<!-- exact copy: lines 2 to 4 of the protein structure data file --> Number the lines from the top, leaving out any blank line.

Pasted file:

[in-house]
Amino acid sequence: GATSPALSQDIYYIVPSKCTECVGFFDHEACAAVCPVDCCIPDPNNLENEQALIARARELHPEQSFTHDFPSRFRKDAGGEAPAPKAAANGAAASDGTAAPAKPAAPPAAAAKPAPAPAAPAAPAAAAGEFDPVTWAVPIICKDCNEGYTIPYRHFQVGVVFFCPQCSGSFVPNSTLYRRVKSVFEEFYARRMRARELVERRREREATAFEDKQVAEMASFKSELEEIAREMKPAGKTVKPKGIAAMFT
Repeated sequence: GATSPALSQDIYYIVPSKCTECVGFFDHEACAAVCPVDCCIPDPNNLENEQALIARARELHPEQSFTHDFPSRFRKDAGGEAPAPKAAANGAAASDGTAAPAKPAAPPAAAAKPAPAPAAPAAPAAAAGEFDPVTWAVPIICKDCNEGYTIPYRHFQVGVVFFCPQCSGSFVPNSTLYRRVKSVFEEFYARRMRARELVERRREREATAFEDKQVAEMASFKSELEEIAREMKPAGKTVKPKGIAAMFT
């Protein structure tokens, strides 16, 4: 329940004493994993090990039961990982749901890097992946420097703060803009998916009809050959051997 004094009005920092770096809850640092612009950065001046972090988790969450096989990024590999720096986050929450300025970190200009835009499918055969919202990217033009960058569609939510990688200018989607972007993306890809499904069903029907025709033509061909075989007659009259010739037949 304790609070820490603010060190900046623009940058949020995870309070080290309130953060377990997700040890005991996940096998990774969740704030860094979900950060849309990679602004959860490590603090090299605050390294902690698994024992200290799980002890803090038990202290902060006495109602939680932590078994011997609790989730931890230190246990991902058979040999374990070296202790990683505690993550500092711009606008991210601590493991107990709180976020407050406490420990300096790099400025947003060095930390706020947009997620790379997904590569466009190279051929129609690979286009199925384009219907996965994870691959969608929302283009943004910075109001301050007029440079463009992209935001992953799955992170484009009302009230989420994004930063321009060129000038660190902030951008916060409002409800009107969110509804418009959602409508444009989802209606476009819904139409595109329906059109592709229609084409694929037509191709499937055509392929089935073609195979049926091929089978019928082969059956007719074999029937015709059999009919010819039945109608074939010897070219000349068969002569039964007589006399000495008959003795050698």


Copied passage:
Amino acid sequence: GATSPALSQDIYYIVPSKCTECVGFFDHEACAAVCPVDCCIPDPNNLENEQALIARARELHPEQSFTHDFPSRFRKDAGGEAPAPKAAANGAAASDGTAAPAKPAAPPAAAAKPAPAPAAPAAPAAAAGEFDPVTWAVPIICKDCNEGYTIPYRHFQVGVVFFCPQCSGSFVPNSTLYRRVKSVFEEFYARRMRARELVERRREREATAFEDKQVAEMASFKSELEEIAREMKPAGKTVKPKGIAAMFT
Repeated sequence: GATSPALSQDIYYIVPSKCTECVGFFDHEACAAVCPVDCCIPDPNNLENEQALIARARELHPEQSFTHDFPSRFRKDAGGEAPAPKAAANGAAASDGTAAPAKPAAPPAAAAKPAPAPAAPAAPAAAAGEFDPVTWAVPIICKDCNEGYTIPYRHFQVGVVFFCPQCSGSFVPNSTLYRRVKSVFEEFYARRMRARELVERRREREATAFEDKQVAEMASFKSELEEIAREMKPAGKTVKPKGIAAMFT
């Protein structure tokens, strides 16, 4: 329940004493994993090990039961990982749901890097992946420097703060803009998916009809050959051997 004094009005920092770096809850640092612009950065001046972090988790969450096989990024590999720096986050929450300025970190200009835009499918055969919202990217033009960058569609939510990688200018989607972007993306890809499904069903029907025709033509061909075989007659009259010739037949 304790609070820490603010060190900046623009940058949020995870309070080290309130953060377990997700040890005991996940096998990774969740704030860094979900950060849309990679602004959860490590603090090299605050390294902690698994024992200290799980002890803090038990202290902060006495109602939680932590078994011997609790989730931890230190246990991902058979040999374990070296202790990683505690993550500092711009606008991210601590493991107990709180976020407050406490420990300096790099400025947003060095930390706020947009997620790379997904590569466009190279051929129609690979286009199925384009219907996965994870691959969608929302283009943004910075109001301050007029440079463009992209935001992953799955992170484009009302009230989420994004930063321009060129000038660190902030951008916060409002409800009107969110509804418009959602409508444009989802209606476009819904139409595109329906059109592709229609084409694929037509191709499937055509392929089935073609195979049926091929089978019928082969059956007719074999029937015709059999009919010819039945109608074939010897070219000349068969002569039964007589006399000495008959003795050698």